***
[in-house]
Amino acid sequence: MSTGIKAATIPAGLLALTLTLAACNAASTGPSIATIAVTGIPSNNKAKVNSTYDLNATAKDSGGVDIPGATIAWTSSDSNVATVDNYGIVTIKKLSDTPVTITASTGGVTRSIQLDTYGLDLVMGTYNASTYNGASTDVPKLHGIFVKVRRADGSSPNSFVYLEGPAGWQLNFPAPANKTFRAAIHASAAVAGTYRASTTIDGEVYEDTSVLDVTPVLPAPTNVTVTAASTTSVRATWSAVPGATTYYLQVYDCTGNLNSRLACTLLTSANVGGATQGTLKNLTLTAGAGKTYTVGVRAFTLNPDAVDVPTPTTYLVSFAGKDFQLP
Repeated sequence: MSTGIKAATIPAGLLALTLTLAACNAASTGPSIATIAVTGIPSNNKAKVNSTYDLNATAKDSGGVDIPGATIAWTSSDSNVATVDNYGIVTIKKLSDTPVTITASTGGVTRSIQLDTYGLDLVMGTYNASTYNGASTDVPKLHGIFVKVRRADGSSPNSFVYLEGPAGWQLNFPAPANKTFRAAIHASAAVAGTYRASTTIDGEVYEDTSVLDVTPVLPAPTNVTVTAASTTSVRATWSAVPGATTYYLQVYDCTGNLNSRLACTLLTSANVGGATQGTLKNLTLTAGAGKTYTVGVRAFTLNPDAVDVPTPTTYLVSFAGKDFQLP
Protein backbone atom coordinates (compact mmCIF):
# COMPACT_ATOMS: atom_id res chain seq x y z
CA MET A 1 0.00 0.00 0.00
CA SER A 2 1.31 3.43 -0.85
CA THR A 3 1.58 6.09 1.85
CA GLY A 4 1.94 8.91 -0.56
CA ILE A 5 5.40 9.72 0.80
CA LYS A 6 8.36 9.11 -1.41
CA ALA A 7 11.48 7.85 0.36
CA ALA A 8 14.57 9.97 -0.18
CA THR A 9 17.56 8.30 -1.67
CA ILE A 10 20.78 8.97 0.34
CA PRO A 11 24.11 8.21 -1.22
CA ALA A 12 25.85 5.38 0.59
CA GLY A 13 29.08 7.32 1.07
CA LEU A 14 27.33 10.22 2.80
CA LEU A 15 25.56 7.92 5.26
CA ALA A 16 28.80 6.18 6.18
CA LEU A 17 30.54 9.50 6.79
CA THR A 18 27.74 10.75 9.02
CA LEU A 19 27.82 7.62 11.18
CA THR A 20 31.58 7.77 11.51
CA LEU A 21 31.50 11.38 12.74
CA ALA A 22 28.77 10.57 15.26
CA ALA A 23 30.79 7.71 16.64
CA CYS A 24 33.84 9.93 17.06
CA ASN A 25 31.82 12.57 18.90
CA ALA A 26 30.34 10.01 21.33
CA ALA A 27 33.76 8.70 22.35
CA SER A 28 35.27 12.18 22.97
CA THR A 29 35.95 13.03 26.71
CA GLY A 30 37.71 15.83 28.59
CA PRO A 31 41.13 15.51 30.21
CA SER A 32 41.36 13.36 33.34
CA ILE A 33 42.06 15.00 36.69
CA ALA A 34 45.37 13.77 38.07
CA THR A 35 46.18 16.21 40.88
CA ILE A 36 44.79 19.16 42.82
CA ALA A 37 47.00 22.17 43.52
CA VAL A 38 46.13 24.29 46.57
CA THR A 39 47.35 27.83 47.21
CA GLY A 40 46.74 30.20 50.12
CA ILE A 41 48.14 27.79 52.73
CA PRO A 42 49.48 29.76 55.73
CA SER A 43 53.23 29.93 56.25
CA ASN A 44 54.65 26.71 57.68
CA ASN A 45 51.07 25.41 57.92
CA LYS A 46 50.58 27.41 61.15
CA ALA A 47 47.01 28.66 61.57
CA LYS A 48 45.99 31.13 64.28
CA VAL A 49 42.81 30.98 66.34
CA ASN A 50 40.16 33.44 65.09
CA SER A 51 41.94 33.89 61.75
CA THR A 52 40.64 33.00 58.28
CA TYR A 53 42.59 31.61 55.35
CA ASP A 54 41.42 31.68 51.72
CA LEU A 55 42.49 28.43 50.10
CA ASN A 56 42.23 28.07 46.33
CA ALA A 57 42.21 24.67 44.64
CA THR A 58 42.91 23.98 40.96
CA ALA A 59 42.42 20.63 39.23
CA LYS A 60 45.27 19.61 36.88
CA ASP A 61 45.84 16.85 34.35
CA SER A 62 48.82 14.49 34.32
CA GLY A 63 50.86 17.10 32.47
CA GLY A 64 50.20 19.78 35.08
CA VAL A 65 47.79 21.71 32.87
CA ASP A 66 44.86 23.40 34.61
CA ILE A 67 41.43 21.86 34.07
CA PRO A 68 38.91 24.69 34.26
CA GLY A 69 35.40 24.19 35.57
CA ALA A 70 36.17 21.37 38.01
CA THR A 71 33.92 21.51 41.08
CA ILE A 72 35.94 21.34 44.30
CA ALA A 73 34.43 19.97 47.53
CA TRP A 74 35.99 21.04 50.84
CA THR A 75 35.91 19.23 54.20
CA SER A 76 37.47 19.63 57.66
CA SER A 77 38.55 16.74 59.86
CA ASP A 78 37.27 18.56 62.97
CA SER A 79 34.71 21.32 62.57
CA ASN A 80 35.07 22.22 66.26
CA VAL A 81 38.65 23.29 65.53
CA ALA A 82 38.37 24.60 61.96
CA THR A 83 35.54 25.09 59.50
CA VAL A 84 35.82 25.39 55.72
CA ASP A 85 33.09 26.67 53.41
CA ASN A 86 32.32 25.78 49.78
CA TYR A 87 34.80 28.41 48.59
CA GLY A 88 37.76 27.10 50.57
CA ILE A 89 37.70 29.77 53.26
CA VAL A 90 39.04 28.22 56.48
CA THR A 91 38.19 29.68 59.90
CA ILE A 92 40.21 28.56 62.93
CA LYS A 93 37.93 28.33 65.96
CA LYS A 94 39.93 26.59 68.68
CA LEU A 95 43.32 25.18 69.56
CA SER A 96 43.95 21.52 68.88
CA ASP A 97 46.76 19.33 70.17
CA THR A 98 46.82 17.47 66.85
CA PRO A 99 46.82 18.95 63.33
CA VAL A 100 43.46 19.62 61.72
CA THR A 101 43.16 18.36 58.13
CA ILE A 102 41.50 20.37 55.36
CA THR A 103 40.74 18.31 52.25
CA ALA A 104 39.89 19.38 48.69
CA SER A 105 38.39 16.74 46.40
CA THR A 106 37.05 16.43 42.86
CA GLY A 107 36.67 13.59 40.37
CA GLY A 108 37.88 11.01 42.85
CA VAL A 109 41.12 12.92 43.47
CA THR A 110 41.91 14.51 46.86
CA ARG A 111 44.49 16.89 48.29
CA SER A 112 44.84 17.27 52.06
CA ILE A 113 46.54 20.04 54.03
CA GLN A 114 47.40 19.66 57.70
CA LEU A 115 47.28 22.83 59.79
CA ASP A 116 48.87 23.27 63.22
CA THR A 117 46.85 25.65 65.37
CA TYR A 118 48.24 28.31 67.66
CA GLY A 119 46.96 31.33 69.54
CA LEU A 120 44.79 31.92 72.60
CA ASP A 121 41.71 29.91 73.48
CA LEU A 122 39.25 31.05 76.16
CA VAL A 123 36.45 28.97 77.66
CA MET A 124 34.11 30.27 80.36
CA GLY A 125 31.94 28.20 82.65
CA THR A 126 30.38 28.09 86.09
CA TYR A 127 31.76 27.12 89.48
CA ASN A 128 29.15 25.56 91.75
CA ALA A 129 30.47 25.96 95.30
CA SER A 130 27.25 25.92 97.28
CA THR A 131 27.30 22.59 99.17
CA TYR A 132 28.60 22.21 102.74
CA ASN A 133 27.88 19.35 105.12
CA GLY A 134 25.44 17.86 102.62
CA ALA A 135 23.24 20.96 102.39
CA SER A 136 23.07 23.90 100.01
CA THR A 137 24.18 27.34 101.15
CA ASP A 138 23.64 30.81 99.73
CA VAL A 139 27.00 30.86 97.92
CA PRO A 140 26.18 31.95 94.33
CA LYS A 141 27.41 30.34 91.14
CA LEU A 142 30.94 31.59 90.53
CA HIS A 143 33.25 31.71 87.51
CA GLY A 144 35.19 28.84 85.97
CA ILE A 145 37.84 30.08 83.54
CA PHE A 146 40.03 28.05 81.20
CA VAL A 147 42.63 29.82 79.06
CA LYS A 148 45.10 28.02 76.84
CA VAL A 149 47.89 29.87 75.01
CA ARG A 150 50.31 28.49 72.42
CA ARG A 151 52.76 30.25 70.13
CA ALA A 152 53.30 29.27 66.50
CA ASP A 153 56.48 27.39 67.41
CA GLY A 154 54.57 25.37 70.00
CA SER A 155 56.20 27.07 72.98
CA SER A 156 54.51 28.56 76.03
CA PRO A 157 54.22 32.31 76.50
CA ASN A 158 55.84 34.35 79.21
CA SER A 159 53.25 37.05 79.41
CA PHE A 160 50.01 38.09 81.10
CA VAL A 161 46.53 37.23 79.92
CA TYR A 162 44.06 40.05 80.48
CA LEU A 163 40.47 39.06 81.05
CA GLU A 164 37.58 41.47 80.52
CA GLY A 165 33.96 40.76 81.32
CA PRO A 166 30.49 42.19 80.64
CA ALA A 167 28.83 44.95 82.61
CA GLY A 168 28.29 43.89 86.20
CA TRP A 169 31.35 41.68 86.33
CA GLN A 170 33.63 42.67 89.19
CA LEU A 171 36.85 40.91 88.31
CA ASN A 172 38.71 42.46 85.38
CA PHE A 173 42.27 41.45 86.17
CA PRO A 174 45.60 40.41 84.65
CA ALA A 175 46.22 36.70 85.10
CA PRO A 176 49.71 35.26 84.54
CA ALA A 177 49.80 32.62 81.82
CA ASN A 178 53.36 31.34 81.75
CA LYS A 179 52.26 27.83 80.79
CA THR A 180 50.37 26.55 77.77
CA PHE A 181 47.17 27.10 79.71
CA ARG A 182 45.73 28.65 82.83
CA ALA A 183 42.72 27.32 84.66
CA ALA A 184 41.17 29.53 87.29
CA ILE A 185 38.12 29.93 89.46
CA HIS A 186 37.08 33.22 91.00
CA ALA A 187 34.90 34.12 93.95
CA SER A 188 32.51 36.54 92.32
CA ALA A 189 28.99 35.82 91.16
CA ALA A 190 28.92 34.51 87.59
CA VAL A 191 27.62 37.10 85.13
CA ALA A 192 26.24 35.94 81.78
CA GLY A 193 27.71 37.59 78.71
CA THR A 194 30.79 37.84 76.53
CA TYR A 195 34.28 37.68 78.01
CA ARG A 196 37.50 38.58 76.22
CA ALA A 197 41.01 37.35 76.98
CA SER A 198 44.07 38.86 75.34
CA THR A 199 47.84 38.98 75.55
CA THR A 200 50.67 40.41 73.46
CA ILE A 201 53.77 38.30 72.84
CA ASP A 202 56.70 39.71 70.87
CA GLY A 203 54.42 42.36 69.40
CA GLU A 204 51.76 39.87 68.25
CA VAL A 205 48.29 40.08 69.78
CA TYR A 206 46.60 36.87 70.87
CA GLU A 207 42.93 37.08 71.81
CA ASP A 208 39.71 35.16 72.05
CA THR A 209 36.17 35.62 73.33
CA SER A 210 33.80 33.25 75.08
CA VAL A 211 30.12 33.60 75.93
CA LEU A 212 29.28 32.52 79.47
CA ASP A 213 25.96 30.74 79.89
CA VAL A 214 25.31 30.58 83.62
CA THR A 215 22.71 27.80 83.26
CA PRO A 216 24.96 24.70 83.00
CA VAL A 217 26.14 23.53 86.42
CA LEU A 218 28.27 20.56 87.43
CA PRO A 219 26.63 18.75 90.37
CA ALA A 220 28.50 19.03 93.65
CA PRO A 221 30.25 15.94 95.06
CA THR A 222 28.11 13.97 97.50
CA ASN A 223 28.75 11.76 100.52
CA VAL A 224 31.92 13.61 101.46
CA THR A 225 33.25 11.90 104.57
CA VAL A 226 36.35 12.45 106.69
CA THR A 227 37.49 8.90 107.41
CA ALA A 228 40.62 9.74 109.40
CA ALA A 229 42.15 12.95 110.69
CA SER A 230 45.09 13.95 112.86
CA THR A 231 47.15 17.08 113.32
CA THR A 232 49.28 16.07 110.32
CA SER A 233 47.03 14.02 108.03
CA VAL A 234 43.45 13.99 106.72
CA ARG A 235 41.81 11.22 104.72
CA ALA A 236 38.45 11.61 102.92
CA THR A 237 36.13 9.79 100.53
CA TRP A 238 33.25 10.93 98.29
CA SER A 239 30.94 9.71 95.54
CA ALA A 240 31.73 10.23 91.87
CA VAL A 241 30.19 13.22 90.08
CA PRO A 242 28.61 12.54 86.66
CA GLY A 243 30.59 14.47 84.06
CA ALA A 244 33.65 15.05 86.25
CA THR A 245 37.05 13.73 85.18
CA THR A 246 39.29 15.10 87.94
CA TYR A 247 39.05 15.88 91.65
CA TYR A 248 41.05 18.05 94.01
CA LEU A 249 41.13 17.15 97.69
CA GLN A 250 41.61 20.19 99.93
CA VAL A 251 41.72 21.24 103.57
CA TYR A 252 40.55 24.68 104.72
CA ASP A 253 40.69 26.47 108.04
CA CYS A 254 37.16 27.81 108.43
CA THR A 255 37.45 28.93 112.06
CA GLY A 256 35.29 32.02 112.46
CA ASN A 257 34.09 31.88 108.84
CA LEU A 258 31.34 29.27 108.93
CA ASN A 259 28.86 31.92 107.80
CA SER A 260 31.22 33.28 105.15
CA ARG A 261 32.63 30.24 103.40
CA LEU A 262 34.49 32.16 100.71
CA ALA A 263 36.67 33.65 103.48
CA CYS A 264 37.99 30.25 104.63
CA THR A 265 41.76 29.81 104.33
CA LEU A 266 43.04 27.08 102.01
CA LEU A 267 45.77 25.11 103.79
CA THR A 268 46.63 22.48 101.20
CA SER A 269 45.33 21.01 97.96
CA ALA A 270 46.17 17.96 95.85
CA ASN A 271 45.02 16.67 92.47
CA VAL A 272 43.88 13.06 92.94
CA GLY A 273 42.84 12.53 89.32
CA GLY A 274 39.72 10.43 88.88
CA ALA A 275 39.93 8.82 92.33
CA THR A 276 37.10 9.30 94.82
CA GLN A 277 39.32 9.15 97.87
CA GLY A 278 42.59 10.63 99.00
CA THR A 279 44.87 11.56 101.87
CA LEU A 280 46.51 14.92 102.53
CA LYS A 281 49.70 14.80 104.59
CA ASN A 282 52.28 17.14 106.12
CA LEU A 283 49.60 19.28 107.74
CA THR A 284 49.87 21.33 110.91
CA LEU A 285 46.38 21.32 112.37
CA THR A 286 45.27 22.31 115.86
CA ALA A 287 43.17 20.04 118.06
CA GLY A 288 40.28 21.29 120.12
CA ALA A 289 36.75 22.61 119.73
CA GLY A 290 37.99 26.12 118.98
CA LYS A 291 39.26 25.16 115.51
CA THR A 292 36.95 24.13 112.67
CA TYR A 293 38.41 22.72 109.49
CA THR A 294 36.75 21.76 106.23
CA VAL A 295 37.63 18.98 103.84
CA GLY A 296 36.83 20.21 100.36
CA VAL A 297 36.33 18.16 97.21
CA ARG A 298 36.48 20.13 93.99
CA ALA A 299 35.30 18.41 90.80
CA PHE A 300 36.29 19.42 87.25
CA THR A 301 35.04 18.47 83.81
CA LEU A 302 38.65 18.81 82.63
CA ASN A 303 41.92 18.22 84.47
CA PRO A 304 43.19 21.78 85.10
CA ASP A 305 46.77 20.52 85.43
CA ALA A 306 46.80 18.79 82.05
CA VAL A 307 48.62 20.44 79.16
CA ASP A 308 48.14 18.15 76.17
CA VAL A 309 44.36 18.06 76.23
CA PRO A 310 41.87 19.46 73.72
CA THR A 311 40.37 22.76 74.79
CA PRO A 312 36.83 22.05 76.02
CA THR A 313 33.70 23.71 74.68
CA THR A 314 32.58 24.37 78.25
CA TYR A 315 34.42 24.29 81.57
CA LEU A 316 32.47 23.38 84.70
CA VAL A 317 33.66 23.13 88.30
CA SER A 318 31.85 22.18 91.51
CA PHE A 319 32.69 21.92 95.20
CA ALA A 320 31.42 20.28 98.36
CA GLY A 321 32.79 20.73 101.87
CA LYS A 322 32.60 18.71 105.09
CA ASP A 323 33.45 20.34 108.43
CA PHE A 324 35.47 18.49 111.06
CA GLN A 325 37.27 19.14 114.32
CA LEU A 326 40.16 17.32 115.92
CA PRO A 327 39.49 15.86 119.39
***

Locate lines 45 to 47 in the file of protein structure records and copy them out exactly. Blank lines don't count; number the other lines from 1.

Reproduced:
CA GLY A 40 46.74 30.20 50.12
CA ILE A 41 48.14 27.79 52.73
CA PRO A 42 49.48 29.76 55.73